We cannot force our souls into transformation but we can create and cultivate ways of keeping our hearts focused and alive to what God is doing.  Often it is through the spiritual disciplines that we train our hearts to pay attention to divine initative and create the space and environment that best opens our “sails” to receive the “wind” of the Spirit. The spiritual disciplines are a means of grace and are of great value but only to the degree that they keep us vitally connected to God (abide), and help us “keep in step with the Spirit” (Gal. 5:25).  They offer space in our lives for God to do what only God can do and engage our souls fare beyond the superficiality of our days ever could.

The ultimate result of spiritual formation is that all our human dimensions and relationships be transformed in making us more loving:  that in being with Jesus and experiencing the love of God, our heart finds its true home; that as we embrace our identity as the Beloved we begin to live as our truest self marked by integrity and personal wholeness; that as we become more like Jesus we begin to do the things that Jesus did and love as Jesus loved – to stand against the forces of the evil one, to act justly with our fellow man, to proclaim the good news of the Kingdom of God, and sacrifice ourselves for the sake of those in need (Col. 3:17). To love God with all your heart, soul and mind and love your neighbor as yourself (Matt 22:37-40) thus becomes for us, not a stoic ideal, but a dynamically integrated spirituality.

If you are looking for a resource to help you live into this kind of faith, Keeping Company with Jesus is an on-line, spiritual formation tool that, in practical and engaging ways, helps us keep our lives centered on Jesus. It starts and ends with the premise that simply being with Jesus is transformational.

There are two ways to participate:

The 9-month Journey is a weekly, interactive, on-line resource/spiritual formation tool, which includes a reading, reflection questions and a spiritual practice. Designed to be interactive, it is best done in community and dialogue with others. So it’s perfect for groups. The Journey helps us to learn to keep company with Jesus in such a way that the abundant life Jesus promised becomes a reality in our lives.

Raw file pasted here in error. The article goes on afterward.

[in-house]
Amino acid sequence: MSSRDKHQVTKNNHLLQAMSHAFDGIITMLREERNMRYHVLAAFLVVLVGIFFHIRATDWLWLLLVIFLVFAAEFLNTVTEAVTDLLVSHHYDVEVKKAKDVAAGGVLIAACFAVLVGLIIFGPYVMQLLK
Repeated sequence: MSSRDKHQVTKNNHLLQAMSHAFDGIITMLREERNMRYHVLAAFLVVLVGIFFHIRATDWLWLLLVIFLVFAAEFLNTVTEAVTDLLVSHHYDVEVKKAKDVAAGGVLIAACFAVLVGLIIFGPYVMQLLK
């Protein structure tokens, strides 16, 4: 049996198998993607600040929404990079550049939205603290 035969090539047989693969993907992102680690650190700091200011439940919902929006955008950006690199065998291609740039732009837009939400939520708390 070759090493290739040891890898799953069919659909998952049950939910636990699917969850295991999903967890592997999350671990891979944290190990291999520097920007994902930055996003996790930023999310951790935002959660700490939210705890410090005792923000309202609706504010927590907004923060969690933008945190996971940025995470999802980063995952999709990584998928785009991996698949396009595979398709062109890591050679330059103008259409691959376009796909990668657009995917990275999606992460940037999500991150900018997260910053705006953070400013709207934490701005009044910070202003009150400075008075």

The 9-month Leadership Community is for credentialed ministers, ministry leaders, pastor’s wives, and missionaries, connecting with other leaders in authentic community over a 9-month period from Sept. to May. Lead by Gail Johnsen, the Leadership Community is designed to provide spiritually enriching environments through real-life practices, relationships and experiences which allows leaders to participate with God’s Spirit in bringing about the formation of a healthy soul and developing practices that sustain them in ministry for the long haul.

I think John Ortberg summed up the process of spiritual formation well:  “Christ entered our broken world to give us life in all its fullness, in every situation, every relationship and every activity. As you learn to recognize and welcome Christ’s presence into every moment, ordinary days become filled with a tangible sense of God’s presence. Suddenly, you are experiencing all of life with God. Even more, He is transforming you in the process. You begin to experience the kind of ongoing, close connection to God you’ve longed for.”[iii]

[i] R. Paul Stevens & Michael Green, Living the Story (Eerdmans Publishing Co.: Grand Rapids, Michigan, 2003), p. ix.

[ii] Quote from his teaching session at the 2008 SAU Residency class

[iii] Participant’s Guide, An Ordinary Day with Jesus(Zondervan: Grand Rapids, Michigan, 2001).